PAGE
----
We have written about Tony Gardiner and excerpted from his writings a number of times: here, here, here, here and here. We will post an entire article by Tony in a day or so, but we are first posting the problems contained within the article. Unlike the “problem” here, the problems below are genuinely presented by Tony to puzzle over, and are only loosely tied to the text of the article. Have fun.

These are brilliant. Love them.

Still thinking about C part (b) and E.

Won’t post my answers to the other problems; I think problem D is pretty clever for a few reasons.

C(b): No. There are 25 pairs and the maximum sum of a pair is 50+49=99. There are only 25 primes less than 99 and one of them is 2, which is unobtainable.

E: {8,9,10,12}

Thanks. Can you solve C(a)?

That (C(a)) wasn’t as difficult as it first appeared. Will hold off posting my solution to allow others to ponder.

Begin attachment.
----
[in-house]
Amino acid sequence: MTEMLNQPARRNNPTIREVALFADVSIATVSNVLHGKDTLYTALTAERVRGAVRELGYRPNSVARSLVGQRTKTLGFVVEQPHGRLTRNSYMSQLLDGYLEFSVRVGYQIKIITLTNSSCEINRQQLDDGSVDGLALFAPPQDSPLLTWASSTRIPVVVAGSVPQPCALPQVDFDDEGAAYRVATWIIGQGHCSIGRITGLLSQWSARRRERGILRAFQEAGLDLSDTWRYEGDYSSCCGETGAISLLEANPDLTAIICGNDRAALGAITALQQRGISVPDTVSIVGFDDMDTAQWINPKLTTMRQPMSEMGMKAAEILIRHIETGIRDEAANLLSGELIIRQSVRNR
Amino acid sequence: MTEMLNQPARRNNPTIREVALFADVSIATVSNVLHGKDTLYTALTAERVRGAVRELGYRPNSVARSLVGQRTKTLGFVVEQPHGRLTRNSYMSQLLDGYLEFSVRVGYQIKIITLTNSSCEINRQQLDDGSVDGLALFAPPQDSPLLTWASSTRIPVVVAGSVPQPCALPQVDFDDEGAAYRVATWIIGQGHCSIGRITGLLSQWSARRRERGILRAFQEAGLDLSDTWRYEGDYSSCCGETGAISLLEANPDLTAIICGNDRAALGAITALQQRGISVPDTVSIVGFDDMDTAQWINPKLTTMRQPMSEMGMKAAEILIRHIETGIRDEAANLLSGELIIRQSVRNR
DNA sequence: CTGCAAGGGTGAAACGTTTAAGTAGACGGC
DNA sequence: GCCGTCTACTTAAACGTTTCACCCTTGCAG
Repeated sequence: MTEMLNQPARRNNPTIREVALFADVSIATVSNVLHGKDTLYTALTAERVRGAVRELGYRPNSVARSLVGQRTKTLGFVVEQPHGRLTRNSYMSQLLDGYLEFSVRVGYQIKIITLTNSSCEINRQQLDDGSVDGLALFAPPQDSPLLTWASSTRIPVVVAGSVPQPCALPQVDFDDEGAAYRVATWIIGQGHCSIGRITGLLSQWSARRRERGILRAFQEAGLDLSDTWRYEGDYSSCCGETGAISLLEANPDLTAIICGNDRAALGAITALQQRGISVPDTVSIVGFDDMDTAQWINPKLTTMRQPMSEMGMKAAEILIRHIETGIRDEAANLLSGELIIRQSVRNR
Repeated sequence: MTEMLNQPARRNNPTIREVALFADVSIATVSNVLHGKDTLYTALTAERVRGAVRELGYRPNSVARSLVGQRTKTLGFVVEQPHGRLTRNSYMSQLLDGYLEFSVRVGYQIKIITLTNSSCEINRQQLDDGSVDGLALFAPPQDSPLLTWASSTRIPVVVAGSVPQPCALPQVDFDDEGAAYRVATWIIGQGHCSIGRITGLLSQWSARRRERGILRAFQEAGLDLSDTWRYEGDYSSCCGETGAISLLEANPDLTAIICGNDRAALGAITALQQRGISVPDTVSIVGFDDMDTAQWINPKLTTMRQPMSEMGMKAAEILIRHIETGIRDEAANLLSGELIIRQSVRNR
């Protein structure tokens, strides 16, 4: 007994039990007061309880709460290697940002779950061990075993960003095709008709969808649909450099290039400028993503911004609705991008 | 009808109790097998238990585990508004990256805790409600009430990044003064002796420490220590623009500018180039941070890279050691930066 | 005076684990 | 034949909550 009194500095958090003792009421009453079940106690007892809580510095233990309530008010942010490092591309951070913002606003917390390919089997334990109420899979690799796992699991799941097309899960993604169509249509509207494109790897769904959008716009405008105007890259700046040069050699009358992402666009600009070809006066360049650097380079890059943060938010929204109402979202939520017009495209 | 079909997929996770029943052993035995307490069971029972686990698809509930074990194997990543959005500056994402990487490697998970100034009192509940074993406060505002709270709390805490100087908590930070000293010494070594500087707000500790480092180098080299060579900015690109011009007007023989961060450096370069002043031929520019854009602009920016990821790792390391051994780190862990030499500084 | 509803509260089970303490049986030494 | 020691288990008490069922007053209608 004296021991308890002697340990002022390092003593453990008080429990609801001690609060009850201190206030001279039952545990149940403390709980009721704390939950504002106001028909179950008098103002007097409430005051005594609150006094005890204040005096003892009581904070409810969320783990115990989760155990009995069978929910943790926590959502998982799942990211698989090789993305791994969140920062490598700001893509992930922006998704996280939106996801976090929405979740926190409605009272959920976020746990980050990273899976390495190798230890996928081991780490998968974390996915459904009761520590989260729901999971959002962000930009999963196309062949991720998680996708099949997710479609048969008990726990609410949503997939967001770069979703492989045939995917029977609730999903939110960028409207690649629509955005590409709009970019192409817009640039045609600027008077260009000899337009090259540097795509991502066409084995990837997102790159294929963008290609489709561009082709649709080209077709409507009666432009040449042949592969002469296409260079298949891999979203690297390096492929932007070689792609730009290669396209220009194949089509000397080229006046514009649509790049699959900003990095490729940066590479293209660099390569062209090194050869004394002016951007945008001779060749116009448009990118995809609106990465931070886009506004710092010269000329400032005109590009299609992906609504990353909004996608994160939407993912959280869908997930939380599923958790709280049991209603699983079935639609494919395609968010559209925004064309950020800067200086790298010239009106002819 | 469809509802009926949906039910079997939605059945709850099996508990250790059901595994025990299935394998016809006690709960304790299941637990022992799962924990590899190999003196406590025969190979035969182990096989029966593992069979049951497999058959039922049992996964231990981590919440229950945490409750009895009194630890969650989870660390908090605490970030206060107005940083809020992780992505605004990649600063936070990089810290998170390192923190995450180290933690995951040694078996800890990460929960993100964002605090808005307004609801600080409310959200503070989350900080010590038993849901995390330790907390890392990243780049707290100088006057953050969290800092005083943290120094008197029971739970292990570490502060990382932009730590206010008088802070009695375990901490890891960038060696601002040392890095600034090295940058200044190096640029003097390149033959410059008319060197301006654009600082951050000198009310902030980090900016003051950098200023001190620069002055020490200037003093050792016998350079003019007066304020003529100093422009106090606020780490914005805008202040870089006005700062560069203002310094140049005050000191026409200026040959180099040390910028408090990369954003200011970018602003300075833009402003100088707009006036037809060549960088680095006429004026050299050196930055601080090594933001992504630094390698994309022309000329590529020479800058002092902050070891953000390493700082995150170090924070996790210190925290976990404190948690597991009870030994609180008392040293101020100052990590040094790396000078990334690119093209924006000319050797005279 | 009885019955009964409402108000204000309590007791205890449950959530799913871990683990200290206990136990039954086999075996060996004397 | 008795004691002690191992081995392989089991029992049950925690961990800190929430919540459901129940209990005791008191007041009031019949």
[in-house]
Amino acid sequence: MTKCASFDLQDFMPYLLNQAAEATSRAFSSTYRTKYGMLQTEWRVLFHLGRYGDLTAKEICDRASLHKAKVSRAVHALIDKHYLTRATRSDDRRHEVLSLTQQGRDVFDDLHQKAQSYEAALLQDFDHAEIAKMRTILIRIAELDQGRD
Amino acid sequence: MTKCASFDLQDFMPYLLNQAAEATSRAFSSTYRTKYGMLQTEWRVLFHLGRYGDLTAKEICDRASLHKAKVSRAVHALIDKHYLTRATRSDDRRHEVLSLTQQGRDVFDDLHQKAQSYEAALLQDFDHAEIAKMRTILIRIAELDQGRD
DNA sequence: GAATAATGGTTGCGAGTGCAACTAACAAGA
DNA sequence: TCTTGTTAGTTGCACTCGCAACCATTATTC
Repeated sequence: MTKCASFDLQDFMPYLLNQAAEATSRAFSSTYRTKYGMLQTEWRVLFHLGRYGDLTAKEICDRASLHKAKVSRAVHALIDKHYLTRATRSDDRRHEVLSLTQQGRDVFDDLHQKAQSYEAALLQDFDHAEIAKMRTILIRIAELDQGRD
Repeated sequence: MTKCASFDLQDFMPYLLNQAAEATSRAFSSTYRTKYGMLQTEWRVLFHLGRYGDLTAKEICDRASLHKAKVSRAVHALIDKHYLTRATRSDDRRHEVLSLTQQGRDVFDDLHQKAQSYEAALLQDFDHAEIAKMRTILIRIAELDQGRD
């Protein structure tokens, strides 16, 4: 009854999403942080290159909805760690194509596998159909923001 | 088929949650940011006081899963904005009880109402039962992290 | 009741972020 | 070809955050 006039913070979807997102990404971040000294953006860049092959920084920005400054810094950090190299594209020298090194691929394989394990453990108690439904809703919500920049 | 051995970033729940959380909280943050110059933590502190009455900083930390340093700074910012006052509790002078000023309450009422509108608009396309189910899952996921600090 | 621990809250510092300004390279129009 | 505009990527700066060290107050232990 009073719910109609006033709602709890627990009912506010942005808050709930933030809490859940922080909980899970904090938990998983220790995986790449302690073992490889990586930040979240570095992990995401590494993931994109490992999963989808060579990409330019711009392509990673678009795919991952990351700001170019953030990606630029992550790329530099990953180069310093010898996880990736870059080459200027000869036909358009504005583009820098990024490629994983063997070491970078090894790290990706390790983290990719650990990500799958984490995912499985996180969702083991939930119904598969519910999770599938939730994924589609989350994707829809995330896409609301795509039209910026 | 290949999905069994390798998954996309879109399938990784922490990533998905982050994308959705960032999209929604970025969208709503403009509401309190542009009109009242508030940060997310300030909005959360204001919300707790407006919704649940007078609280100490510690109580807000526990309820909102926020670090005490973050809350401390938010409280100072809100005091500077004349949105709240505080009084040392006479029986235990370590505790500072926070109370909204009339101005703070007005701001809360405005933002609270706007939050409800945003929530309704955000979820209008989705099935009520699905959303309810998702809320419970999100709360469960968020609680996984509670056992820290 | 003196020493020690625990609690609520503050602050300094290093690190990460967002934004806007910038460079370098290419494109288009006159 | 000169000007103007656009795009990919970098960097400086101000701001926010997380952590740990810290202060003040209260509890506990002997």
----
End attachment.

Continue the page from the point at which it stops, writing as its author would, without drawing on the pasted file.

E has me thinking still – yes there exists a set of 4 such numbers, but 5 or 6…? Or a different set of 4…?

I feel I’m missing something though… and I love it!

D I think would have been difficult if I hadn’t thought of the answer straight away by considering two tetrahedrons stuck together.

Yes, E seems to me very interesting.

Marti,

Nice puzzles. My favourite from year 7 was identify the counterfeit coin in a dozen identical coins given a traditional two pan balance and 3 weighings and also whether the fake was heavier or lighter than the rest .

PS perhaps now is the time to share some of Martin Gardner’s articles in Scientific American from the 70s a sample of NOTCHES are here https://static.scientificamerican.com/sciam/assets/media/pdf/Aug2008_Martin_Gardner_Recreational_Mathematics.pdf

Steve R